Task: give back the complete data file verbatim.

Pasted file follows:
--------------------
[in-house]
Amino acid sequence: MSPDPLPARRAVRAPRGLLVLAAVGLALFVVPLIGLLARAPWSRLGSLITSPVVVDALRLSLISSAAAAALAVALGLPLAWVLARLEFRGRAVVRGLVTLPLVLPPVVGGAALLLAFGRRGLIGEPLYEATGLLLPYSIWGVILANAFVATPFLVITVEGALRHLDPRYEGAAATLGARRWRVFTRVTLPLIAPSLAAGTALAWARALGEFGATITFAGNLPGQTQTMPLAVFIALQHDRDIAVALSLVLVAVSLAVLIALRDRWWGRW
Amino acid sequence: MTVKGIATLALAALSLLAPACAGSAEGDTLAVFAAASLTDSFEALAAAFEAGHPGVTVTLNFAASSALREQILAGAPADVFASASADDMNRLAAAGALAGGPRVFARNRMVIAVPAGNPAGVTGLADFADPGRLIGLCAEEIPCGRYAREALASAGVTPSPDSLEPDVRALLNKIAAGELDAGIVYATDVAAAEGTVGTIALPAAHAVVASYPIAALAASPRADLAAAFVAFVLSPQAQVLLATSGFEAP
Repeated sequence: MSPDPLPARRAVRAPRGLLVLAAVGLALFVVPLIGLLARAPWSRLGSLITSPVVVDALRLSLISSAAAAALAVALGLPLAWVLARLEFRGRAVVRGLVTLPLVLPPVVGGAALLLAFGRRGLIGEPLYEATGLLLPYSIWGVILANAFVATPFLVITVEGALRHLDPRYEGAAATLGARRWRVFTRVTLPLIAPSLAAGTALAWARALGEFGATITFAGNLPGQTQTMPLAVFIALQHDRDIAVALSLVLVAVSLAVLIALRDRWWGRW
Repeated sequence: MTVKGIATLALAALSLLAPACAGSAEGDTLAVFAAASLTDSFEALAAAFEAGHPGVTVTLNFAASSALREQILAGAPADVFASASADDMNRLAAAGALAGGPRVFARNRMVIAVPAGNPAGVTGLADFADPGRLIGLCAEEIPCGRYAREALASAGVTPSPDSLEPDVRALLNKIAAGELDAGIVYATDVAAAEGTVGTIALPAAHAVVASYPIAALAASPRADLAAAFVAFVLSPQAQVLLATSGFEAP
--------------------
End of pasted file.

[in-house]
Amino acid sequence: MSPDPLPARRAVRAPRGLLVLAAVGLALFVVPLIGLLARAPWSRLGSLITSPVVVDALRLSLISSAAAAALAVALGLPLAWVLARLEFRGRAVVRGLVTLPLVLPPVVGGAALLLAFGRRGLIGEPLYEATGLLLPYSIWGVILANAFVATPFLVITVEGALRHLDPRYEGAAATLGARRWRVFTRVTLPLIAPSLAAGTALAWARALGEFGATITFAGNLPGQTQTMPLAVFIALQHDRDIAVALSLVLVAVSLAVLIALRDRWWGRW
Amino acid sequence: MTVKGIATLALAALSLLAPACAGSAEGDTLAVFAAASLTDSFEALAAAFEAGHPGVTVTLNFAASSALREQILAGAPADVFASASADDMNRLAAAGALAGGPRVFARNRMVIAVPAGNPAGVTGLADFADPGRLIGLCAEEIPCGRYAREALASAGVTPSPDSLEPDVRALLNKIAAGELDAGIVYATDVAAAEGTVGTIALPAAHAVVASYPIAALAASPRADLAAAFVAFVLSPQAQVLLATSGFEAP
Repeated sequence: MSPDPLPARRAVRAPRGLLVLAAVGLALFVVPLIGLLARAPWSRLGSLITSPVVVDALRLSLISSAAAAALAVALGLPLAWVLARLEFRGRAVVRGLVTLPLVLPPVVGGAALLLAFGRRGLIGEPLYEATGLLLPYSIWGVILANAFVATPFLVITVEGALRHLDPRYEGAAATLGARRWRVFTRVTLPLIAPSLAAGTALAWARALGEFGATITFAGNLPGQTQTMPLAVFIALQHDRDIAVALSLVLVAVSLAVLIALRDRWWGRW
Repeated sequence: MTVKGIATLALAALSLLAPACAGSAEGDTLAVFAAASLTDSFEALAAAFEAGHPGVTVTLNFAASSALREQILAGAPADVFASASADDMNRLAAAGALAGGPRVFARNRMVIAVPAGNPAGVTGLADFADPGRLIGLCAEEIPCGRYAREALASAGVTPSPDSLEPDVRALLNKIAAGELDAGIVYATDVAAAEGTVGTIALPAAHAVVASYPIAALAASPRADLAAAFVAFVLSPQAQVLLATSGFEAP